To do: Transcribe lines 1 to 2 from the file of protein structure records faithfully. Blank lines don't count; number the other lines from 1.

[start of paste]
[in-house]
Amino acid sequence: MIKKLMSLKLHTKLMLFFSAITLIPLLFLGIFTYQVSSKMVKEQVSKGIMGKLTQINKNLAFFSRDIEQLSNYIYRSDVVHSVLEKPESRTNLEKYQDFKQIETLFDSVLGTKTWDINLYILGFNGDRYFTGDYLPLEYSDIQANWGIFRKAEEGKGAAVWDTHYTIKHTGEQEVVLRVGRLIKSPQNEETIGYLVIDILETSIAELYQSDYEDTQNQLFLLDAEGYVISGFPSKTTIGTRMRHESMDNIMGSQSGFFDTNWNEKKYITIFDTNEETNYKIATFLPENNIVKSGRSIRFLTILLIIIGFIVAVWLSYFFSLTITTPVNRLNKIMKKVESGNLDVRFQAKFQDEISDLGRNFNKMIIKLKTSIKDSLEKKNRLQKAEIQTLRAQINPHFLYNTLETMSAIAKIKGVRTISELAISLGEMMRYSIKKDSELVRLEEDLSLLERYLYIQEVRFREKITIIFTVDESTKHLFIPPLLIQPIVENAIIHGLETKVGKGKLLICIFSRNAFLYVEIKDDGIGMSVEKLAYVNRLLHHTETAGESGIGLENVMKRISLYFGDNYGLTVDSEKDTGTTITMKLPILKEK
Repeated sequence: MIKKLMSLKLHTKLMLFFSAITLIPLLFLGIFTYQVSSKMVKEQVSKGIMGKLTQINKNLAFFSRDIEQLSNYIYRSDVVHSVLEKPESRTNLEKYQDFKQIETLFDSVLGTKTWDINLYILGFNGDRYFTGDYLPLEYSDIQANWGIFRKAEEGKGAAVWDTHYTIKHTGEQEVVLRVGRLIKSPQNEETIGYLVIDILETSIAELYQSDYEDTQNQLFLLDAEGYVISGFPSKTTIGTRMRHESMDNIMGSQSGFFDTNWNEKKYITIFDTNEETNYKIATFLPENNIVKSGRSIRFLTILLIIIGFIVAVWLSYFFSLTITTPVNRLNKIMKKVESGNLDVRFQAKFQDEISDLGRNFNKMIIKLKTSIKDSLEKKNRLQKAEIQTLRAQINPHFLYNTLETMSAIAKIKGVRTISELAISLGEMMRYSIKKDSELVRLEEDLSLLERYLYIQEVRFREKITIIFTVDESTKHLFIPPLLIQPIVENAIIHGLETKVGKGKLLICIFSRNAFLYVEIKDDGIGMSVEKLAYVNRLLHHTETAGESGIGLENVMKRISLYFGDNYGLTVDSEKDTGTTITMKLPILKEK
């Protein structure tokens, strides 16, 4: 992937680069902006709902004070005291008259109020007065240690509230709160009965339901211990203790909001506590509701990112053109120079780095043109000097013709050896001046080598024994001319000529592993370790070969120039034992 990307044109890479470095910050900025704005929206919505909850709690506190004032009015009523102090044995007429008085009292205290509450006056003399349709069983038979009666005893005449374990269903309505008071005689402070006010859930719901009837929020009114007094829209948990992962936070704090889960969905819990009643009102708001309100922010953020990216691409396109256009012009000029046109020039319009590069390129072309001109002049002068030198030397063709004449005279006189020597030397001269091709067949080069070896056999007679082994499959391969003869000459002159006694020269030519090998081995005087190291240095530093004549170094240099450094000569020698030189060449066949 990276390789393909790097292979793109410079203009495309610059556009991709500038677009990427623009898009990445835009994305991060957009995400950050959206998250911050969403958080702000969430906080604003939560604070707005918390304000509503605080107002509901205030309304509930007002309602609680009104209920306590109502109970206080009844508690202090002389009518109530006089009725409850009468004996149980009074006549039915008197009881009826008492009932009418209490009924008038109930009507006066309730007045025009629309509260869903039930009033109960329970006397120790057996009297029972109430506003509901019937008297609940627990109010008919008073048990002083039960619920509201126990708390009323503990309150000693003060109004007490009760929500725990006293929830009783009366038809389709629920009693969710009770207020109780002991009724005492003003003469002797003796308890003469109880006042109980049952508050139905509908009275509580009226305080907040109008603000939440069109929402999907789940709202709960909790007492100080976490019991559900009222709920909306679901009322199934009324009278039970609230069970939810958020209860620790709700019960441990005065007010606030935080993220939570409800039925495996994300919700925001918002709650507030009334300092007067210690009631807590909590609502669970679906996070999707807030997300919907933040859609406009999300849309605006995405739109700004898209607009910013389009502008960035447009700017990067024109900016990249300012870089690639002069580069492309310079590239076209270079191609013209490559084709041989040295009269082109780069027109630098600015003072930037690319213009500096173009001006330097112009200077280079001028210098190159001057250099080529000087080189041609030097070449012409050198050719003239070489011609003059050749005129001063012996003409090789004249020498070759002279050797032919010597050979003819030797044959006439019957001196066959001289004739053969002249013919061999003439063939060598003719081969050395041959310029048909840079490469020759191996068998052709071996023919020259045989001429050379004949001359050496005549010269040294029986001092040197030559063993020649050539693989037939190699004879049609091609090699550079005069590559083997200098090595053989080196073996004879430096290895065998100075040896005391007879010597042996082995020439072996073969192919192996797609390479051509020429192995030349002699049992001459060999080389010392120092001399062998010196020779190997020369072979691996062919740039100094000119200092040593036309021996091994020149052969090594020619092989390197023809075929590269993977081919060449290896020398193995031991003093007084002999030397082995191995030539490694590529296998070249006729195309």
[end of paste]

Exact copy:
[in-house]
Amino acid sequence: MIKKLMSLKLHTKLMLFFSAITLIPLLFLGIFTYQVSSKMVKEQVSKGIMGKLTQINKNLAFFSRDIEQLSNYIYRSDVVHSVLEKPESRTNLEKYQDFKQIETLFDSVLGTKTWDINLYILGFNGDRYFTGDYLPLEYSDIQANWGIFRKAEEGKGAAVWDTHYTIKHTGEQEVVLRVGRLIKSPQNEETIGYLVIDILETSIAELYQSDYEDTQNQLFLLDAEGYVISGFPSKTTIGTRMRHESMDNIMGSQSGFFDTNWNEKKYITIFDTNEETNYKIATFLPENNIVKSGRSIRFLTILLIIIGFIVAVWLSYFFSLTITTPVNRLNKIMKKVESGNLDVRFQAKFQDEISDLGRNFNKMIIKLKTSIKDSLEKKNRLQKAEIQTLRAQINPHFLYNTLETMSAIAKIKGVRTISELAISLGEMMRYSIKKDSELVRLEEDLSLLERYLYIQEVRFREKITIIFTVDESTKHLFIPPLLIQPIVENAIIHGLETKVGKGKLLICIFSRNAFLYVEIKDDGIGMSVEKLAYVNRLLHHTETAGESGIGLENVMKRISLYFGDNYGLTVDSEKDTGTTITMKLPILKEK